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Ralph Nader > In the Public Interest > Consumer Road Show

William J. Baroody Jr. couldn’t have done better by the consumer movement that he so strenuously op­poses.

As the President’s as­sistant for public liaison, Baroody is the coordinator of a series of regional White House conferences this month on proposed federal departmental consumer representation plans in major cities around the country. Both the plans and the conferences have been vari­ously denounced as waste­ful, window dressing, elec­tioneering and bureaucratic by consumer groups, local officials and editorials.

At each conference — Chicago, Kansas City, Boston, Atlanta and other cities — aroused consumer orga­nizations turned out to expose this transparent attempt to counteract Ford’s determination to veto the long-needed con­sumer protection agency recently passed by Congress.

Nothing could have so quickly coalesced consumer sentiment against the Ford administration than this amalgam of jet-set road‑ showers from Washington and their local business supporters, like Sears in Chicago, who wined and dined them before the day’s unsuccessful attempt to brainwash the local popu­lace.

How did this backfire occur? About a year ago, a group of Ford’s advisers de­cided that the consumer bill must be opposed at all costs.

Too many big corpora­tions. GM, Ford, Procter & Gamble, Greyhound, J.C. Penney, Exxon — were against any legislation that would establish a consumer agency with the expertise and authority to challenge or take to court the federal agencies which buckled under so often to that same big business pressure.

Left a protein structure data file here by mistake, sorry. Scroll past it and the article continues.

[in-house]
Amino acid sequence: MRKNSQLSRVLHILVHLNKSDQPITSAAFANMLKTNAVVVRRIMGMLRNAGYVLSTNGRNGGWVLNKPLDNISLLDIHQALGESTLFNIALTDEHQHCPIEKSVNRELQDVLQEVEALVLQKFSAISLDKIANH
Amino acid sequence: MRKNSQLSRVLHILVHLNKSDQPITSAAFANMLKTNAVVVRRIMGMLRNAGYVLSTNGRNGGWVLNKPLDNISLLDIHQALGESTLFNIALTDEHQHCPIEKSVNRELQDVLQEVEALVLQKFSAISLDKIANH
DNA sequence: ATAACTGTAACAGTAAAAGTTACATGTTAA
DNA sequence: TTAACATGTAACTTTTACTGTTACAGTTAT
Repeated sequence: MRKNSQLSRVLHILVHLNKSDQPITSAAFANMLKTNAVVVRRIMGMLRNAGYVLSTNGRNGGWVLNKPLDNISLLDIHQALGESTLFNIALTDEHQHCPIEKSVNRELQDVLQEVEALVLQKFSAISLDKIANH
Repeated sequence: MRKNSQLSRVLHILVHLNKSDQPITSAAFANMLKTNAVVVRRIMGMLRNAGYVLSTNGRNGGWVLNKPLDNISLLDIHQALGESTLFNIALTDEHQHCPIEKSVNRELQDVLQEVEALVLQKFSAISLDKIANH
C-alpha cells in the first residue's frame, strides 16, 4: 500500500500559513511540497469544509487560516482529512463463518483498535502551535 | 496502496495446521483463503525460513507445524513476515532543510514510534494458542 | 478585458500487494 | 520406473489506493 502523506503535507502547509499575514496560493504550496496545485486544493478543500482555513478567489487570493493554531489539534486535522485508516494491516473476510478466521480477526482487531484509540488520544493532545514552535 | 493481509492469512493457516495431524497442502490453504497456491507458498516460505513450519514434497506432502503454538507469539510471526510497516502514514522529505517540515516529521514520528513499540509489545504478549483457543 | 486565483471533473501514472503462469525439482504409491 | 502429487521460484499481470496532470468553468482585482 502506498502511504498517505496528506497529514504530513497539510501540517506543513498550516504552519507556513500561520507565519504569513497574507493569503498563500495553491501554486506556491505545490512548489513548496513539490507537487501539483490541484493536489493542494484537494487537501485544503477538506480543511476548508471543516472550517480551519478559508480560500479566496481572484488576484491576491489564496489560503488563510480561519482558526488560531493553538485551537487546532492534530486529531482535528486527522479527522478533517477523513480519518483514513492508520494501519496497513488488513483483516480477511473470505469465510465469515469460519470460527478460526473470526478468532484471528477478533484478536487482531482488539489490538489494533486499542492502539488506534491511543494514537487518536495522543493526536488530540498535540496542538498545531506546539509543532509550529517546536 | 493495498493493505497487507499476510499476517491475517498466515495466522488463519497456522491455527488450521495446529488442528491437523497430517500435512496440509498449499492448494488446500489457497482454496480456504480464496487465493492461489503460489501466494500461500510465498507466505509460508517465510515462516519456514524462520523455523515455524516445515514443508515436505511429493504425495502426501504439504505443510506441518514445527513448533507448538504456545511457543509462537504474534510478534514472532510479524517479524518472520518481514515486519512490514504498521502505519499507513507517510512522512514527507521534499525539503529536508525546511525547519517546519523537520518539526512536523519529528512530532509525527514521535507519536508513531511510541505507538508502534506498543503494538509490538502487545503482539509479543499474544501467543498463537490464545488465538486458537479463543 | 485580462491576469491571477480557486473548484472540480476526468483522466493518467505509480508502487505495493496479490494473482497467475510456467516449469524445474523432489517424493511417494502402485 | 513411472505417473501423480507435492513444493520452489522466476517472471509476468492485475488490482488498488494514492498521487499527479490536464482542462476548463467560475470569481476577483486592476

These advisers real­ized, however, that consum­er protection at a time of rising food, fuel, utility and housing prices could not be ignored.

So first they tried to smear the proposed con­sumer agency as “another layer of bureaucracy” that would add to the federal budget. Then they devised a presidential directive on .April 17, 1975, to federal de­partments regarding a re­view of their “policies and procedures as they affect consumer representation in agency decision-making.”

On Nov. 26, a bulging Federal Register appeared with the proposed consumer representation plans for 17 departments. Filled with make-words and classic bu­reaucratic blahs, these proposals envisioned more paper shuffling, slick titles such as “consumer affairs coordinator” and assorted paraphernalia of this cos­metic consumer circus.

Questions such as what independent authority to take on the particular de­partment would be given to these consumer affairs of­fices, or whether such of­fices could take their departments to court, went ignored.

In the Department ‘of Housing and Urban Devel­opment, consumer com­plaints were to be answered promptly and used to evalu­ate program ‘purposes. Nothing was said about re­dressing the many legitimate complaints.

On the road this month, Baroody, his entourage Virginia Knauer, her entourage, and Cabinet secretaries and representa­tives of 17 departments were rushing from city to city.

At the conferences and workshops, President Ford’s name was invoked at every opportunity. Unmen­tioned was Ford’s refusal to speak to any consumer group while addressing SO industry groups in the past year.

But, excepting the emis­saries from business or re­gional federal employees, the White House’s strategy didn’t wash.

The Boston Globe editori­ally advised the public to “have no part of it.” The Wall Street Journal criti­cized the road trip as a per­version of Ford’s alleged interest in reducing bu­reaucracy.

Richard Borten, execu­tive director of the city of Boston’s Consumers’ Coun­cil, called the Ford confer­ences “an expensive hoax aimed at New England con­sumers.”

Consumer groups in Chicago and Boston pre­pared a “baloney and crumbs luncheon” to sym­bolize their rejection of the conferences’ purposes.